California Senate OKs plan to reduce prison population

The proposal, opposed by the GOP, would trim inmates by 37,000 over two years. It includes measures such as house arrest and easing penalties for some crimes.

August 21, 2009|Michael Rothfeld

SACRAMENTO — After an impassioned debate over the cost and benefit of California's massive prison system, the state Senate on Thursday narrowly approved a controversial bill to cut hundreds of millions of dollars in spending on state lockups by reducing the time lower-level inmates would spend behind bars and on parole.

But the proposal remained stalled in the Assembly, where a host of lawmakers vying for higher office refused to take a vote that could portray them as soft on crime, and Speaker Karen Bass kept her members late into the night in an effort to push through a watered-down version.

The discord came as the state faces a looming deadline from three federal judges to produce a plan to reduce overcrowding by taking about 40,000 inmates out of a system that now holds nearly 170,000.

Democratic leaders and Republican Gov. Arnold Schwarzenegger have been pushing a proposal that could help satisfy the judges and save money to shore up California's shaky budget.

They would cut the prison population by 37,000 by the middle of 2011 with measures that would shift resources toward higher-risk inmates and parolees. They would reduce the time lower-level offenders and those who show evidence of rehabilitation would serve behind bars and scale back their parole supervision. Officials hope that would cut down on the 70% rate at which California inmates return to prison, one of the highest in the nation.

Republicans and some law enforcement groups, who characterize the plan as "early release" and "get out of jail free," warned that it would reverse the significant drops in crime of recent years.

"We will see mayhem on the streets of California," Sen. Jeff Denham (R-Atwater) told colleagues on the Senate floor Thursday.

The legislation was needed to implement nearly half of the $1.2 billion in cuts that the governor and legislative leaders included in last month's budget deal without specifying how they would be made. Administration officials say they can make the rest of the reductions by cutting administrative expenses and transferring illegal immigrant prisoners to federal custody.

In a long and contentious Senate session, the prisons plan was described as historic by both advocates and opponents. Democrats said it represented a long-needed change to a relentlessly punitive criminal justice system that has spun out of control, to the point that the state pays more for incarceration than for higher education. They chastised Republicans for fear-mongering.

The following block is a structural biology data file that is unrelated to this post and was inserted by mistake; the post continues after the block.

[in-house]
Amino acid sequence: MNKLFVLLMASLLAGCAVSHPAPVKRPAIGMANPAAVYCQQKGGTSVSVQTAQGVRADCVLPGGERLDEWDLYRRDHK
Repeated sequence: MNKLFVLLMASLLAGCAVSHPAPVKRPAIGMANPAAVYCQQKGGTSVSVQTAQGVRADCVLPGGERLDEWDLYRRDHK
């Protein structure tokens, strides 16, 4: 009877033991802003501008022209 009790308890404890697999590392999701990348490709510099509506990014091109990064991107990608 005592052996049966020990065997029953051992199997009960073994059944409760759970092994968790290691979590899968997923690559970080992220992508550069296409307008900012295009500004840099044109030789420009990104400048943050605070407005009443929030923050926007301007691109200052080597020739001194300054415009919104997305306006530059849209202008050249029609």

Republicans, who accused Democrats of using the state's fiscal crisis to advance a liberal political agenda, said the bill would undo decades of legislation intended to protect Californians -- what they called government's prime responsibility.

"This is not about abdicating responsibility; it is about finally assuming responsibility," responded Sen. Gloria Romero (D-Los Angeles). She went on to recount her own experience surviving a violent 1995 robbery, after which her 9-year-old daughter, who witnessed the crime, suffered nightmares and needed therapy.

"There are some things you never forget," Romero said, her voice rising. "Don't tell me, when I stand up and call for reforms in our prison system, that I am soft on crime."

The bill, ABX3 14, if approved by the Assembly and signed by Schwarzenegger, would allow certain elderly and infirm inmates and those with a year or less left to serve to finish their sentences on home detention with an ankle bracelet, subject to approval by state prison administrators. Republicans said that would not be effective.

"I suggest to you that you don't forget to turn on your porch light," Sen. Dave Cox (R-Fair Oaks) said. "And I certainly recommend that you lock the front and back doors."

Some crimes, such as petty theft with a prior conviction and check kiting, would no longer be prosecuted as felonies, meaning offenders would go to county jail rather than prison. Property crime sentences would be reduced. Parolees who committed lower-level crimes would no longer be sent back to prison for parole violations.

The legislation would also create a commission to review sentencing for all crimes, with recommendations to be submitted by 2012 and to take effect by 2013 unless the Legislature and governor rejected them.

The Senate passed the bill 21 to 19, with four Democrats joining all 15 Republicans in opposing it.

In the Assembly, where many Democrats are running for office and three are campaigning for attorney general, Bass (D-Los Angeles) was unable to secure the 41 votes needed for approval, legislative sources said. So lawyers were drafting an alternative that would eliminate provisions for home detention and the changing of some crimes to misdemeanors.

The loss of those measures would open a $220-million hole in the budget, however. It was not clear whether the governor would sign the weaker version. He met Thursday evening with Bass and Senate leader Darrell Steinberg (D-Sacramento) to discuss the situation.

After they made deep cuts in education and social services last month, lawmakers' difficulty in reducing the prisons budget highlighted the explosiveness of an issue that has long paralyzed Sacramento, to the frustration of the federal courts that are threatening to act within a month if the state does not.

"It's so hyped, so emotional, and can be so twisted for political advantage," said Sen. Mark Leno (D-San Francisco), "that we're not able to do our job."


Times staff writer Eric Bailey contributed to this report.

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